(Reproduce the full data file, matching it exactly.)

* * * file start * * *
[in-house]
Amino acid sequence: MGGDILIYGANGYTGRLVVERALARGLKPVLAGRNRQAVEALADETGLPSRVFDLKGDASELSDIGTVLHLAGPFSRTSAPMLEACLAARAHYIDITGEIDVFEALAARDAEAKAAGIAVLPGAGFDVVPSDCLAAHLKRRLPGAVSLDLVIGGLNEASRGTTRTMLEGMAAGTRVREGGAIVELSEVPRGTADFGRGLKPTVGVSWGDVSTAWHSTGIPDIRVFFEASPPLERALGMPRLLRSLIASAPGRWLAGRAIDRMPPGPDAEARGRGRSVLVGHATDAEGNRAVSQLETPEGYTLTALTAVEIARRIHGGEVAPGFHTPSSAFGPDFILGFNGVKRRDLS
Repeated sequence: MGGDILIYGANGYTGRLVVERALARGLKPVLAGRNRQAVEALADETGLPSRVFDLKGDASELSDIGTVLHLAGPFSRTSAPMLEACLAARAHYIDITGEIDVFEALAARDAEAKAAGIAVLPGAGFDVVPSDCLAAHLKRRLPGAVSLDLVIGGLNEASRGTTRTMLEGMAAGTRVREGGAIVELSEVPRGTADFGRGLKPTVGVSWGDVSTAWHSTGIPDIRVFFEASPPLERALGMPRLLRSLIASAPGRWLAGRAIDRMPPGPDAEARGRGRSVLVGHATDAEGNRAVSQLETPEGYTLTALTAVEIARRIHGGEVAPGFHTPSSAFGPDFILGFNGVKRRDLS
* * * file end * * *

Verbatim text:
[in-house]
Amino acid sequence: MGGDILIYGANGYTGRLVVERALARGLKPVLAGRNRQAVEALADETGLPSRVFDLKGDASELSDIGTVLHLAGPFSRTSAPMLEACLAARAHYIDITGEIDVFEALAARDAEAKAAGIAVLPGAGFDVVPSDCLAAHLKRRLPGAVSLDLVIGGLNEASRGTTRTMLEGMAAGTRVREGGAIVELSEVPRGTADFGRGLKPTVGVSWGDVSTAWHSTGIPDIRVFFEASPPLERALGMPRLLRSLIASAPGRWLAGRAIDRMPPGPDAEARGRGRSVLVGHATDAEGNRAVSQLETPEGYTLTALTAVEIARRIHGGEVAPGFHTPSSAFGPDFILGFNGVKRRDLS
Repeated sequence: MGGDILIYGANGYTGRLVVERALARGLKPVLAGRNRQAVEALADETGLPSRVFDLKGDASELSDIGTVLHLAGPFSRTSAPMLEACLAARAHYIDITGEIDVFEALAARDAEAKAAGIAVLPGAGFDVVPSDCLAAHLKRRLPGAVSLDLVIGGLNEASRGTTRTMLEGMAAGTRVREGGAIVELSEVPRGTADFGRGLKPTVGVSWGDVSTAWHSTGIPDIRVFFEASPPLERALGMPRLLRSLIASAPGRWLAGRAIDRMPPGPDAEARGRGRSVLVGHATDAEGNRAVSQLETPEGYTLTALTAVEIARRIHGGEVAPGFHTPSSAFGPDFILGFNGVKRRDLS